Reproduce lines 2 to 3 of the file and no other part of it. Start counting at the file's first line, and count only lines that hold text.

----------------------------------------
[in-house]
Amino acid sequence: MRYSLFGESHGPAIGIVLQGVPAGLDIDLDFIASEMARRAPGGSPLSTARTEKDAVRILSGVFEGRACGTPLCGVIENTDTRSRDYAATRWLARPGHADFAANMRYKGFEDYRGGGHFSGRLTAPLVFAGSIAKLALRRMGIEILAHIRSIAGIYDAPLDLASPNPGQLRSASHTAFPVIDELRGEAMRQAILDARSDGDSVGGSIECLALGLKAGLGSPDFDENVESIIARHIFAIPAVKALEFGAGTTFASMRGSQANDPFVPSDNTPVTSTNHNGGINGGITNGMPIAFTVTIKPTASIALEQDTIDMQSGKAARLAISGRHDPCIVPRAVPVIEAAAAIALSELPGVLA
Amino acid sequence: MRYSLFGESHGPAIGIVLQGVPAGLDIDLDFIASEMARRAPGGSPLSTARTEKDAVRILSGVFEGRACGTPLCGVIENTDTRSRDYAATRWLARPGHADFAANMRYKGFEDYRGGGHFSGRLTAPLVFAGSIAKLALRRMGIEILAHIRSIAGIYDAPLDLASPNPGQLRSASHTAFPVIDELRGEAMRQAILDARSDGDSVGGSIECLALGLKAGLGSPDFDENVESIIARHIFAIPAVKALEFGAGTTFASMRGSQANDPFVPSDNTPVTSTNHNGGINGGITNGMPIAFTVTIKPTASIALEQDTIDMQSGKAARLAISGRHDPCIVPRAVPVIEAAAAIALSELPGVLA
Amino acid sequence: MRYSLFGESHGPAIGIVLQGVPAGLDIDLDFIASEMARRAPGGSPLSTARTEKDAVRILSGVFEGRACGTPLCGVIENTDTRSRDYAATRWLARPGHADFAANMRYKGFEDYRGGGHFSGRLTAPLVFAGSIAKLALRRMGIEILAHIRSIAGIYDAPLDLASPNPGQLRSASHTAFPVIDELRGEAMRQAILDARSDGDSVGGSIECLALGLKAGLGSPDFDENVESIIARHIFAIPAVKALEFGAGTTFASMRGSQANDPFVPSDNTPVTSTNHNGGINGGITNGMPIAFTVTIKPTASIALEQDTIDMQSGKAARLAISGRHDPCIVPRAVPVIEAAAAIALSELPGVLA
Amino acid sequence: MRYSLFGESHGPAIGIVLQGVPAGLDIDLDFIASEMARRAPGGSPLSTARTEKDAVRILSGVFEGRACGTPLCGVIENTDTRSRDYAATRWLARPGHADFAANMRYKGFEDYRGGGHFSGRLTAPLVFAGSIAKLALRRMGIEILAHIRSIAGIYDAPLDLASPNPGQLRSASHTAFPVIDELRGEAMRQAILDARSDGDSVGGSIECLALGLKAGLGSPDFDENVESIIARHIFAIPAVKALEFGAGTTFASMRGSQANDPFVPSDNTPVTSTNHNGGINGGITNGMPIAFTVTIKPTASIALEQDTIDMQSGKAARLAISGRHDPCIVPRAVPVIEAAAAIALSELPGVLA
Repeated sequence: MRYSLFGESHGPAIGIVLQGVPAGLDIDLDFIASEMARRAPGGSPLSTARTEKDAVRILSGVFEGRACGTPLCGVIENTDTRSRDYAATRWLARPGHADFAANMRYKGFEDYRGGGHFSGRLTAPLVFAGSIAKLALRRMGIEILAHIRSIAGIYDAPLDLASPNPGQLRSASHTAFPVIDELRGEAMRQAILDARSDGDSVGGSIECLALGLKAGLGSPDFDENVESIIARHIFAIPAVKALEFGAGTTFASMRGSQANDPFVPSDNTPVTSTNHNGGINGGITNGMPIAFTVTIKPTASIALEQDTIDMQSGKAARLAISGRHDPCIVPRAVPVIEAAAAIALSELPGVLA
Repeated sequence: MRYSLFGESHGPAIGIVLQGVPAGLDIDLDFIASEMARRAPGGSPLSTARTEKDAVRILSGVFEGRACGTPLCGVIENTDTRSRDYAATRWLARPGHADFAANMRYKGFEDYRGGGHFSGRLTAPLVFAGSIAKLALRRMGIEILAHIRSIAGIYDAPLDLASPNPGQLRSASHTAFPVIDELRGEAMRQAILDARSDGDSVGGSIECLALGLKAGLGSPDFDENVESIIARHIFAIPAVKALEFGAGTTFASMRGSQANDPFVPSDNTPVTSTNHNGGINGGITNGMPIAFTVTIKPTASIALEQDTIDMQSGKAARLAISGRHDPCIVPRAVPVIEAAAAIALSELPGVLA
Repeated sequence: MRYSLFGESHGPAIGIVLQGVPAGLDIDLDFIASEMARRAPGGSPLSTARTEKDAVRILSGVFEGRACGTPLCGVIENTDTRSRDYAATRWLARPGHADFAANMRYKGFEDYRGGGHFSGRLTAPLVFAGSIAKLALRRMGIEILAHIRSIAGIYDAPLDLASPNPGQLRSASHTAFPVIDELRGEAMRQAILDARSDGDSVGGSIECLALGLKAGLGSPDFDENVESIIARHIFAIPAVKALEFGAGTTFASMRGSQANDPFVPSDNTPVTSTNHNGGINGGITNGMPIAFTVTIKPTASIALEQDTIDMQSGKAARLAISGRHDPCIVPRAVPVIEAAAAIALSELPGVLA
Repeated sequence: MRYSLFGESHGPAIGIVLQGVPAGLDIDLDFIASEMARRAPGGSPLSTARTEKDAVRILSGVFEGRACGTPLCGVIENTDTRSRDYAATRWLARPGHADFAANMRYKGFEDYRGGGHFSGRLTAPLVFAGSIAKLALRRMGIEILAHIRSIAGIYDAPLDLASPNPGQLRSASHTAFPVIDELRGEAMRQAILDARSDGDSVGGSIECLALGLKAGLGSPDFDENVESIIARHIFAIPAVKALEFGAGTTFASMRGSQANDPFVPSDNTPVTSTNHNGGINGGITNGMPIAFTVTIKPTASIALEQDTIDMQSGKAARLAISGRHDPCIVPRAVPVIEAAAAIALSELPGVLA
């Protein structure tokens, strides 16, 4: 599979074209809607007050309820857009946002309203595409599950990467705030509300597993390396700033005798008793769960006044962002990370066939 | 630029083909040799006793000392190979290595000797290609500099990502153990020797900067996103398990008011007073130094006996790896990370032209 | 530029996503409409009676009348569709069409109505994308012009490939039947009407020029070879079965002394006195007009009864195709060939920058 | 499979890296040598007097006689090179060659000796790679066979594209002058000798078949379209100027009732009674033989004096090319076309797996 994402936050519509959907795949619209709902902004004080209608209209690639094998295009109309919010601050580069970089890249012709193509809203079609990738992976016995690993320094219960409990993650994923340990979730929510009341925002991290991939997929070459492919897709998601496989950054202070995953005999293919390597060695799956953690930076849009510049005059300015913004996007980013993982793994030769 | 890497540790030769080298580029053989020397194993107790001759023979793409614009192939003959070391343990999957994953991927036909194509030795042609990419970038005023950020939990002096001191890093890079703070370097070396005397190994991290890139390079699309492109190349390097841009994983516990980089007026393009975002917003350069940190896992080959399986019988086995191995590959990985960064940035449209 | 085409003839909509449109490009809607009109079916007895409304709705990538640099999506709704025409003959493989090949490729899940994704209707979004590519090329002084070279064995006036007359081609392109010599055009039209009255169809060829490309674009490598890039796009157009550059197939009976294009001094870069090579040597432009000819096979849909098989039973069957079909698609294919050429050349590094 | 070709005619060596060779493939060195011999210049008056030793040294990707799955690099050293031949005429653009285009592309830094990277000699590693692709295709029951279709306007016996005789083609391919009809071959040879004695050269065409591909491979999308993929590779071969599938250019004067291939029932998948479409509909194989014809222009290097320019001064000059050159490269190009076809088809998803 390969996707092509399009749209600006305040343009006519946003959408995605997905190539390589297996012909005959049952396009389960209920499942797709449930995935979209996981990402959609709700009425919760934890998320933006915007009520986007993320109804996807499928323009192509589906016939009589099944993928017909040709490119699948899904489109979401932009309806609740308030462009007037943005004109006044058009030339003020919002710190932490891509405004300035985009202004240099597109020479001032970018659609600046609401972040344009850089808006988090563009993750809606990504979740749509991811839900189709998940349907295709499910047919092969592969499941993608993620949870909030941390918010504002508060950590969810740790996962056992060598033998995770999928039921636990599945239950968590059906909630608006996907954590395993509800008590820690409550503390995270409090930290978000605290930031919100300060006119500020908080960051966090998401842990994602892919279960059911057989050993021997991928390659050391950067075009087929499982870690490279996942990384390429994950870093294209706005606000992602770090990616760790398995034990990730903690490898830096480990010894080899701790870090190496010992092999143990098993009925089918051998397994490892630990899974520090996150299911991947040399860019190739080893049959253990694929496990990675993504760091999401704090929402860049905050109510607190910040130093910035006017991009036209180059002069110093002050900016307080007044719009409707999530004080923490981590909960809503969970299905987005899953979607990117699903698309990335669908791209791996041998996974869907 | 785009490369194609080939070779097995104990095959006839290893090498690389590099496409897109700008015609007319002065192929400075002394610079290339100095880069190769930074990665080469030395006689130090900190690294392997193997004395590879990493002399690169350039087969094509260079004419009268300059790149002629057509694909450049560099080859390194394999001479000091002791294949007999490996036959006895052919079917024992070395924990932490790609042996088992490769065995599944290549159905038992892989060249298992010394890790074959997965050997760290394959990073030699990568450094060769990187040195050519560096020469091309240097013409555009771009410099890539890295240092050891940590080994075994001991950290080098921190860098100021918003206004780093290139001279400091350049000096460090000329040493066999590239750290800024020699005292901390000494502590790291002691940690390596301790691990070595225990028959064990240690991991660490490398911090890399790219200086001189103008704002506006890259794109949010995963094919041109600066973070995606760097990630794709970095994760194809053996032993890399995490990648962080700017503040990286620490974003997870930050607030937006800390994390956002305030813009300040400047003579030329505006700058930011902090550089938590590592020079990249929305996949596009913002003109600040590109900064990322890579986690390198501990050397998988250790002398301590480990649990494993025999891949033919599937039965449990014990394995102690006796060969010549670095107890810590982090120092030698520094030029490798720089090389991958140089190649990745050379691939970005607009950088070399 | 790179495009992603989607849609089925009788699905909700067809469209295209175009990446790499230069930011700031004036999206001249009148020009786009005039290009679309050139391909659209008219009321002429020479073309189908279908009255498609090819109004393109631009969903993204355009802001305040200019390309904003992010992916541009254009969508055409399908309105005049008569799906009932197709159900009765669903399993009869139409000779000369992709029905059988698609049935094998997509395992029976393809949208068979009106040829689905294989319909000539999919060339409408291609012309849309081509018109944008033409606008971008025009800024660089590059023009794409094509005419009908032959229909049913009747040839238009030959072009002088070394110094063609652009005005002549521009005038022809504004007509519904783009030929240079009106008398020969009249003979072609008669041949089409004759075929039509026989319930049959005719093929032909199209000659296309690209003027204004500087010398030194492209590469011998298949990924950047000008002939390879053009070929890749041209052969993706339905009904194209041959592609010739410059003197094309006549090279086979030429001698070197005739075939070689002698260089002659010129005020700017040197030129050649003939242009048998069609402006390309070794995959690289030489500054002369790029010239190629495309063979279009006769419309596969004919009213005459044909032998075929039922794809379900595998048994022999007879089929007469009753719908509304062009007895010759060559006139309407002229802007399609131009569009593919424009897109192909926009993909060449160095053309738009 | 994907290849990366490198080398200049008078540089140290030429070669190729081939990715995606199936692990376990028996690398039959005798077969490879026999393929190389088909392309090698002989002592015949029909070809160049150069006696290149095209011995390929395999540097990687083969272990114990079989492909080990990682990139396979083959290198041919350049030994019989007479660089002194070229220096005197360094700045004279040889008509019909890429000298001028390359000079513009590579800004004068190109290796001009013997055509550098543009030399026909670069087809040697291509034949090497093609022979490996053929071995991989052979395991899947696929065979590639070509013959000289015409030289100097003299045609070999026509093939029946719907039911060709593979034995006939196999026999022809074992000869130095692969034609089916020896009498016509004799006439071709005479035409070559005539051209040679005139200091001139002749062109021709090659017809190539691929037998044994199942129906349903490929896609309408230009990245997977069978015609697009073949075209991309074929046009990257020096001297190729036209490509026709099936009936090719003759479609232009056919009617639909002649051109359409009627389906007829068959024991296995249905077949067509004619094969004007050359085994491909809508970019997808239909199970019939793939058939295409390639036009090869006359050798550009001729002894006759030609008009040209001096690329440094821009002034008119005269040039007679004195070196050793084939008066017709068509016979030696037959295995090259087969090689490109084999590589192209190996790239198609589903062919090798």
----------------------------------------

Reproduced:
Amino acid sequence: MRYSLFGESHGPAIGIVLQGVPAGLDIDLDFIASEMARRAPGGSPLSTARTEKDAVRILSGVFEGRACGTPLCGVIENTDTRSRDYAATRWLARPGHADFAANMRYKGFEDYRGGGHFSGRLTAPLVFAGSIAKLALRRMGIEILAHIRSIAGIYDAPLDLASPNPGQLRSASHTAFPVIDELRGEAMRQAILDARSDGDSVGGSIECLALGLKAGLGSPDFDENVESIIARHIFAIPAVKALEFGAGTTFASMRGSQANDPFVPSDNTPVTSTNHNGGINGGITNGMPIAFTVTIKPTASIALEQDTIDMQSGKAARLAISGRHDPCIVPRAVPVIEAAAAIALSELPGVLA
Amino acid sequence: MRYSLFGESHGPAIGIVLQGVPAGLDIDLDFIASEMARRAPGGSPLSTARTEKDAVRILSGVFEGRACGTPLCGVIENTDTRSRDYAATRWLARPGHADFAANMRYKGFEDYRGGGHFSGRLTAPLVFAGSIAKLALRRMGIEILAHIRSIAGIYDAPLDLASPNPGQLRSASHTAFPVIDELRGEAMRQAILDARSDGDSVGGSIECLALGLKAGLGSPDFDENVESIIARHIFAIPAVKALEFGAGTTFASMRGSQANDPFVPSDNTPVTSTNHNGGINGGITNGMPIAFTVTIKPTASIALEQDTIDMQSGKAARLAISGRHDPCIVPRAVPVIEAAAAIALSELPGVLA